High Bridge Campground

Lassen Volcanic National Park Camping

Credit to californiasbestcamping.com

More info here

Chester, CA

Phone: (530) 258-2141

High Bridge Campground is only 6 miles northwest of Lake Almanor on Warner Valley Road. The campground has 12 campsites for RVs or tents, trailer campers. The sites are spaced out among mature trees at the confluence of Warner Creek and the North Fork of the Feather River, offering shade and some privacy and river views. The maximum RV length is 20-feet and many popups, and tent trailers can easily fit in some of the campsites. There is a picnic table, food locker, fire ring with grill at each site, but there are no hook-ups. All sites are available on a first-come, first-served basis. Pets are welcome.

Feather River offers good fishing and boating. An interesting day trip is a drive up into the Warner Valley, part of the Lassen Volcanic National Park. The road dead-ends at Drakesbad Guest Ranch and does not continue on into the rest of the park. Lake Almanor, with fishing, boating, and other attractions, is only a ten-minute drive away.

Last Chance Creek Campground

Lassen Volcanic National Park Camping

Credit to Mac M.
via Yelp

More info here

State Highway 36

Chester, California 96020

Phone: (530) 284-1785

Email: RecInfo@pge.com

Last Chance Creek Campground sits on the banks of Last Chance Creek, not far from where the creek empties into Lake Almanor. There are 12 RV sites with no hookups, 12 tent sites, and 3 group sites. There are vault toilets, but no showers. A narrow, bumpy road leads into the campground. The rough road in is worth the trip as this is a true gem of a campground and makes a great basecamp for exploring Lake Almanor, or Lassen Volcanic National Park.

A 2-night minimum stay is required for those making reservations. There is a maximum length of 30 feet for all RVs. There are no hookups or other services for RVs although there are picnic tables, a fire ring with grill, and potable water at the campground. In order to prevent the spread of invasive insects, firewood from outside the area is not permitted.

The main body of the lake and the town of Chester are about 3½ miles south of the campground. In the spring white pelicans breed in the nearby lake waters and provide an extraordinary display of birding beauty.

Last Chance Creek Group Campground has 3 sites which can accommodate up to 30, 40, or 60 people each. Each site has a fire ring, BBQs, wooden storage cabinets, and picnic tables. The spacious campground has piped water and vault toilets. A 2-night minimum stay is also required for group campers. The campground has a horseshoe pit and a volleyball area. Horses are welcome in the group campground in sites #13-25.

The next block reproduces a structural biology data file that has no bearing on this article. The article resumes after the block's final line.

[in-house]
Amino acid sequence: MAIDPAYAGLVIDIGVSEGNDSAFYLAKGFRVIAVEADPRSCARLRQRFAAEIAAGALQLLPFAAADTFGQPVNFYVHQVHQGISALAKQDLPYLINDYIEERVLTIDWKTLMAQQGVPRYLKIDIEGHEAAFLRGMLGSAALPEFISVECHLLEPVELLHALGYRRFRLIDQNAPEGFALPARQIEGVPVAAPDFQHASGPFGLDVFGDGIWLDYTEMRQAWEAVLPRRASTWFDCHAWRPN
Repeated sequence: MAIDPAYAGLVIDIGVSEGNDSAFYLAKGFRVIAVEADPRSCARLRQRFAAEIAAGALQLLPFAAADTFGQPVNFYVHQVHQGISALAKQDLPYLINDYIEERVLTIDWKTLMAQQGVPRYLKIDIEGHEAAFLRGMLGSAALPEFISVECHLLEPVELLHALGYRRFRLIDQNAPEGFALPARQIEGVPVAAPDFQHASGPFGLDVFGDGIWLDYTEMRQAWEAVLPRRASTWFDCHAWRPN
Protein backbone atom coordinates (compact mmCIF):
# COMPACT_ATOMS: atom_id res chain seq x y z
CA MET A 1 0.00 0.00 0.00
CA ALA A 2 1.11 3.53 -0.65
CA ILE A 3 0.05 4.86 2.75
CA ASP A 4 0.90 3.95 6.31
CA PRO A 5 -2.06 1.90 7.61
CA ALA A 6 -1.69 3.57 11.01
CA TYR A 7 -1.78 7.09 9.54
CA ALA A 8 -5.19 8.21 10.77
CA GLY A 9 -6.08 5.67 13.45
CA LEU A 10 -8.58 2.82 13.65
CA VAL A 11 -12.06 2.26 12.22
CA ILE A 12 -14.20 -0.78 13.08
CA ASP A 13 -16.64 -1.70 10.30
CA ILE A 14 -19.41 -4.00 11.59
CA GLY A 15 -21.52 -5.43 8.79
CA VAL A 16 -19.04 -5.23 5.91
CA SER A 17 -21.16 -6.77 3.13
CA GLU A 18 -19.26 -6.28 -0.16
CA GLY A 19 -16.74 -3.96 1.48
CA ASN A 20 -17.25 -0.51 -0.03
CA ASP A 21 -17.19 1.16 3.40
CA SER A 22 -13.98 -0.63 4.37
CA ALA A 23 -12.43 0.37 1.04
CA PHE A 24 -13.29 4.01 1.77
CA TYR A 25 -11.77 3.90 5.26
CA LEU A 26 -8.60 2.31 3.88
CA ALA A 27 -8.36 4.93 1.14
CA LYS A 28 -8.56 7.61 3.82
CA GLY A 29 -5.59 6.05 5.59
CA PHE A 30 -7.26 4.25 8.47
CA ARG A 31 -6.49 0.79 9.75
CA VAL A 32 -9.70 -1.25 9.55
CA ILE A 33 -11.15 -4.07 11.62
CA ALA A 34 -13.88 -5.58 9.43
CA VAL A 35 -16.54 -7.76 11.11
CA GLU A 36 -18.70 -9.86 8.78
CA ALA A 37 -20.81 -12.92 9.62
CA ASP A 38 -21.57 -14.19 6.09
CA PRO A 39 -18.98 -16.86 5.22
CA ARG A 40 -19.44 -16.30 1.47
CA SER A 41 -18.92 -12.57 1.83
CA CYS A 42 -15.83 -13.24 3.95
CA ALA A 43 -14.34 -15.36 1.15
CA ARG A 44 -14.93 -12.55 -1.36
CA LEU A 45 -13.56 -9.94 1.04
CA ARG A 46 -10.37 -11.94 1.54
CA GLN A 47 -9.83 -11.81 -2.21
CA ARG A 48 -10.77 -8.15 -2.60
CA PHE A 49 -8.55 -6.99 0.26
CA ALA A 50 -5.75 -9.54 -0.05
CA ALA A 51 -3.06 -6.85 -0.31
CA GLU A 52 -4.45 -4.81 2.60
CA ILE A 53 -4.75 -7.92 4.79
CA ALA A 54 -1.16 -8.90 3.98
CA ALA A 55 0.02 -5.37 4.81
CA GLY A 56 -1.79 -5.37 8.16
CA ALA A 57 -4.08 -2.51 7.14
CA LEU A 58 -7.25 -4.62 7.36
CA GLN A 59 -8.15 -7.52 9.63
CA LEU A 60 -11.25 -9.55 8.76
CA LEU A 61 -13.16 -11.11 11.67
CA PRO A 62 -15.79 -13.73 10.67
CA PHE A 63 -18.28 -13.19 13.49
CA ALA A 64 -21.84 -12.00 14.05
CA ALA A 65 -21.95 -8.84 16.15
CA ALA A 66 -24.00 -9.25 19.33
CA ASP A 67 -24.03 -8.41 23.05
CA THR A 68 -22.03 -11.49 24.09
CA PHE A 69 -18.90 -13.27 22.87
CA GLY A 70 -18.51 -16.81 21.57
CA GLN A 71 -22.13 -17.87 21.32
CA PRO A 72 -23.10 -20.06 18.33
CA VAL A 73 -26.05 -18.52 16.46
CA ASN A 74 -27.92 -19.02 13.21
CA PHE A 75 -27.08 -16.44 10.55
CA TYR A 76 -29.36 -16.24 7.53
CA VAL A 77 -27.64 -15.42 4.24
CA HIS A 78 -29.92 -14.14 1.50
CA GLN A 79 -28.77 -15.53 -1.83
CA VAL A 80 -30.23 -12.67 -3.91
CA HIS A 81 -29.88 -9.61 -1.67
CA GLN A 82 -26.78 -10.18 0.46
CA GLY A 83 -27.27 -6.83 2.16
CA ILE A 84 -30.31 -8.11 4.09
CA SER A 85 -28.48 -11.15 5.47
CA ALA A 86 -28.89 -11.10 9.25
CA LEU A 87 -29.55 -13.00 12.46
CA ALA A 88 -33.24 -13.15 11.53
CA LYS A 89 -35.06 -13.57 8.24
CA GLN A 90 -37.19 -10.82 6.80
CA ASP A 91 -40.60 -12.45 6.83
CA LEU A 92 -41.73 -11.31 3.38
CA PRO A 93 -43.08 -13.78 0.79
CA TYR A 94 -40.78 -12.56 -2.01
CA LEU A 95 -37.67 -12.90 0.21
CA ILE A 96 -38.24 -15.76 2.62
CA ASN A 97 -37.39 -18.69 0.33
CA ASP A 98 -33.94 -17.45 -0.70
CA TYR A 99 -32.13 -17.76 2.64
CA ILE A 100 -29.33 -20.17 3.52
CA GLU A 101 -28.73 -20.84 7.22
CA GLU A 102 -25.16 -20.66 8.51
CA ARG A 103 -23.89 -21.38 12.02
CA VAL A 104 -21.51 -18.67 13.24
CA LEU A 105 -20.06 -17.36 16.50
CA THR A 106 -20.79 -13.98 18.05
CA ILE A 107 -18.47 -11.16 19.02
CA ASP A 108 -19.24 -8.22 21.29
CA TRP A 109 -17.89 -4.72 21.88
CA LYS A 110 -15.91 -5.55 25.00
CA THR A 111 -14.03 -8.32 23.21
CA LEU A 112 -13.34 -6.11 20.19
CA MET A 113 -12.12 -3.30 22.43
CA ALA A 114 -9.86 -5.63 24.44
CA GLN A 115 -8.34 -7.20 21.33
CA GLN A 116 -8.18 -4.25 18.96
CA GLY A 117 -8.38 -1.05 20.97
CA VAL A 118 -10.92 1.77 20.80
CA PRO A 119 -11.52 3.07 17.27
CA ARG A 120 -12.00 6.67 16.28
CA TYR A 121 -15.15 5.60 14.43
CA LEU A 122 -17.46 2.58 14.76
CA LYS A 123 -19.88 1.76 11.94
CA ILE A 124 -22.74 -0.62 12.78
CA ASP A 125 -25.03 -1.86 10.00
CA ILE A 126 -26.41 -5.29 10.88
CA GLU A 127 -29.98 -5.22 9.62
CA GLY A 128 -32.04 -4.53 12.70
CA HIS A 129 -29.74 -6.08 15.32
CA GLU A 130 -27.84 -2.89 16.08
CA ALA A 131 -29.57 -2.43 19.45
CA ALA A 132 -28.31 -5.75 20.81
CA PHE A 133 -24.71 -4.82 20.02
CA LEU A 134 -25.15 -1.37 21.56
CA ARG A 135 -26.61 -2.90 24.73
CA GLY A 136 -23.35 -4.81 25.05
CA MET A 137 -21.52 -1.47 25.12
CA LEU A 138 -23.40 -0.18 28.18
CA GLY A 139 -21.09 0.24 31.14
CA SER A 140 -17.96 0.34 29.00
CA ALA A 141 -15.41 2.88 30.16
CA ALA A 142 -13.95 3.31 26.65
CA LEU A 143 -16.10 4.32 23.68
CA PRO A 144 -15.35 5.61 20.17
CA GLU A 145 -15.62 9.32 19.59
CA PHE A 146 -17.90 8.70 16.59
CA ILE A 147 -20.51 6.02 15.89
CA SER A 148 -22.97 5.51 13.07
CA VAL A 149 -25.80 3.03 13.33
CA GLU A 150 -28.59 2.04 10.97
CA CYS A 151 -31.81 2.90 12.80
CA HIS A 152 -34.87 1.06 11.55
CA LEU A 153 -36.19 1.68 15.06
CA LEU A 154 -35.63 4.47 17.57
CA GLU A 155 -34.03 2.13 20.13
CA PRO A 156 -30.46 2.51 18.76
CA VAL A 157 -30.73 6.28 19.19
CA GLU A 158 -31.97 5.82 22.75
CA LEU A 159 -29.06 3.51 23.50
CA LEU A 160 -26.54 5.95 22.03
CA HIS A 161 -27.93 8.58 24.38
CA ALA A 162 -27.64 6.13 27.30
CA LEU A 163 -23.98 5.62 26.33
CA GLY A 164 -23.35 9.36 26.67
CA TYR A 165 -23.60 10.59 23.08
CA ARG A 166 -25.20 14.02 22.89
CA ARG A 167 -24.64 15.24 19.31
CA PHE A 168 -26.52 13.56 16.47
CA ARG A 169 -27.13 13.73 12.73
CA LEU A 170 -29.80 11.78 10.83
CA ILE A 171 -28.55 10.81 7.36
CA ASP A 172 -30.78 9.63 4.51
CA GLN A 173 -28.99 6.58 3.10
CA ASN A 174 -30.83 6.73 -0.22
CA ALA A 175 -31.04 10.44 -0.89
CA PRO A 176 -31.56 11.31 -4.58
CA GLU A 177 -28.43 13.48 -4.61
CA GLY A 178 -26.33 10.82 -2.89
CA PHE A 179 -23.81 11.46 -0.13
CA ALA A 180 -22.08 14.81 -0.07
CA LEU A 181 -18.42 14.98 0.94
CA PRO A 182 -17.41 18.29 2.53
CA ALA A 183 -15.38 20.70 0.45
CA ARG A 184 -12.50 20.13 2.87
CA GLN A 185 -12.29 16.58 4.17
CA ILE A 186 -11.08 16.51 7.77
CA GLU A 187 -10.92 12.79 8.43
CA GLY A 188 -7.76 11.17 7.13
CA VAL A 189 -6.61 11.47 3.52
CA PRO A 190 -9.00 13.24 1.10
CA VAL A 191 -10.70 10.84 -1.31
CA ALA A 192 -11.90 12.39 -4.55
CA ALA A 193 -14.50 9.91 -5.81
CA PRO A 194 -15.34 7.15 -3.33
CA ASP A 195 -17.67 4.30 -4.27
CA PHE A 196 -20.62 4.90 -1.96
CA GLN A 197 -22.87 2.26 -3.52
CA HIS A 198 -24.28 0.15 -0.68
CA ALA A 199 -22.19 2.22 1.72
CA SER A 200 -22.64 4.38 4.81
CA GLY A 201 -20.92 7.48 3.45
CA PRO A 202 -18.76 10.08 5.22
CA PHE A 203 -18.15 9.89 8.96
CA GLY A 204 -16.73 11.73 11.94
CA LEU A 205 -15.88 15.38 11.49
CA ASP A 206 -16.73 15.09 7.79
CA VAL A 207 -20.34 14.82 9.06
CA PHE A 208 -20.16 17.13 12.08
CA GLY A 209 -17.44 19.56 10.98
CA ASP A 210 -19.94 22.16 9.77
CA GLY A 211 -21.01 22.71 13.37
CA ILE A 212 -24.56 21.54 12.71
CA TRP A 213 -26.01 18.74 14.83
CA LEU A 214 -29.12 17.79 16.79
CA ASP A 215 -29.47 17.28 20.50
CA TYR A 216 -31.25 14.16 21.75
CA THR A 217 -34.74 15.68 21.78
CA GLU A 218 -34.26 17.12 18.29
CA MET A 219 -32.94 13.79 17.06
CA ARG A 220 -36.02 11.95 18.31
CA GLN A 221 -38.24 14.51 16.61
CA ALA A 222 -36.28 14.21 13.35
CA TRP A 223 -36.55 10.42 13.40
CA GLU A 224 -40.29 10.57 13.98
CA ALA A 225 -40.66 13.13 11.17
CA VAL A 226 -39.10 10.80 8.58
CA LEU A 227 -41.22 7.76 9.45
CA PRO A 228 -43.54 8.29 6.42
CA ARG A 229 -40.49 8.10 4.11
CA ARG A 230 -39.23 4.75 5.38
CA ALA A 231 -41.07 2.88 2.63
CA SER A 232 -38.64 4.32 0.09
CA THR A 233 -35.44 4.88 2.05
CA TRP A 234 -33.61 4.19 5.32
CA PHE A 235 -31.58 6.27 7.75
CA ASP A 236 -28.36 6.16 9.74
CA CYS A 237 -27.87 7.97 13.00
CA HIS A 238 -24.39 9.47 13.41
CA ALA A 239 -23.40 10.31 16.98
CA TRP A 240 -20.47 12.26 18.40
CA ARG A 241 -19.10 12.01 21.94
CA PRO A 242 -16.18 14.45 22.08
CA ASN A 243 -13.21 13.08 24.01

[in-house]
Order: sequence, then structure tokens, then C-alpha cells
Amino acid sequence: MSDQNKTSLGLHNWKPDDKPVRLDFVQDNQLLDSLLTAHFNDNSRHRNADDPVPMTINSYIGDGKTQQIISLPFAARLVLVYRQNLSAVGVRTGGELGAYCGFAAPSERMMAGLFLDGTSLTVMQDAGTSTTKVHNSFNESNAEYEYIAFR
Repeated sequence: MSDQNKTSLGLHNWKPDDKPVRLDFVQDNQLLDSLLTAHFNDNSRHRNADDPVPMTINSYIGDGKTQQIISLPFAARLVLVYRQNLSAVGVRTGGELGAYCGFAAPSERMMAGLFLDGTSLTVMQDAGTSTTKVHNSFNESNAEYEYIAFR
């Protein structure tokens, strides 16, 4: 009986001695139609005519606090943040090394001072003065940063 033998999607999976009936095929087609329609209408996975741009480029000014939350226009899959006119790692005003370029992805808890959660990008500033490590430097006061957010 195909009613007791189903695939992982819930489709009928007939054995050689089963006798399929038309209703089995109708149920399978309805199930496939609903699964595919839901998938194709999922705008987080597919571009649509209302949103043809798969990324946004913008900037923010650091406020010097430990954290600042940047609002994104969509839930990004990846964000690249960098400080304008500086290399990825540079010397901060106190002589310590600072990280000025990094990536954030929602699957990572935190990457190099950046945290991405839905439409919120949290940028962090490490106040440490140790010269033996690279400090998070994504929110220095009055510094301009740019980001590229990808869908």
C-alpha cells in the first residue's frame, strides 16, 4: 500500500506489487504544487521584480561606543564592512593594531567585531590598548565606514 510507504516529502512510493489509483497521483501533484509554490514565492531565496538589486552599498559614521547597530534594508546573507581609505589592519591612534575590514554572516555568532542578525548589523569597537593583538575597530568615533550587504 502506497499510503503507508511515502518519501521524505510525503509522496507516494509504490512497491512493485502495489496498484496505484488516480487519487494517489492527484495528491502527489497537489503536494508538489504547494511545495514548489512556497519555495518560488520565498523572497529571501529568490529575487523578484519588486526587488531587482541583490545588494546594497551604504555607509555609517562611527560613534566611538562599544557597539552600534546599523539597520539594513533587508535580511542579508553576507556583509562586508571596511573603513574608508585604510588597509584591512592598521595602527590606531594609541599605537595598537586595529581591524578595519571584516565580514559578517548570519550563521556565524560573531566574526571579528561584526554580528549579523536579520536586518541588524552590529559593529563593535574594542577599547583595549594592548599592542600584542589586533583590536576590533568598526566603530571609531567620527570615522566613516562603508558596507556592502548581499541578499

Camping Outside Lassen Volcanic Park or Forest

If you chose not to stay in either the national park or the state forest, prefer more amenities, or have a larger RV, there are campgrounds outside the parks that can accommodate you. One of the most popular is:

North Shore Campground

Lassen Volcanic National Park Camping

Credit to recreation.gov

541 Catfish Beach Rd.

Chester, CA  96020

Phone: (530) 258-3376

E-mail: info@northshorecampground.com

North Shore campground, located next to Almanor Lake, has 70 different RV sites over two sections—the North and South sections, which are separated by Almanor Rd.  The South section has three overlapping loops with sites tucked in among a variety of conifers including Sugar pine and Douglas fir.  Nicely wooded with ample shade, the South section also has numerous small grassy meadows dotted by wildflowers which also attract deer. The North section is much like the South except it has the boat ramp and swim beach. The campsites in this section are a little closer together and offer less privacy.  Neither section has a view of the lake.  Trailer Life Magazine consistently awards this site a 9 out of 10 for bathhouse cleanliness.

  • RV Sites with Hook-Ups
  • Tent Sites with Water
  • Guest House Rentals
  • Pull-Thrus with Room for Slide-Outs
  • Lakefront RV and Tent Sites
  • Clean, Modern Bathrooms
  • Coin Operated Hot Showers
  • Coin Laundry
  • General Store
  • Playground
  • WIFI Hot Spot
  • Dump Station
  • Picnic Table and Fire-Ring at Every Site
  • Canoe and Kayak Rentals
  • Stand Up Paddle Board Rentals
  • Boat dock with slips
  • Boat Ramp
  • Fish-Cleaning Station
  • Propane Sales
  • Security Gate
  • Horse-Shoe Pit
  • Book-Lending Library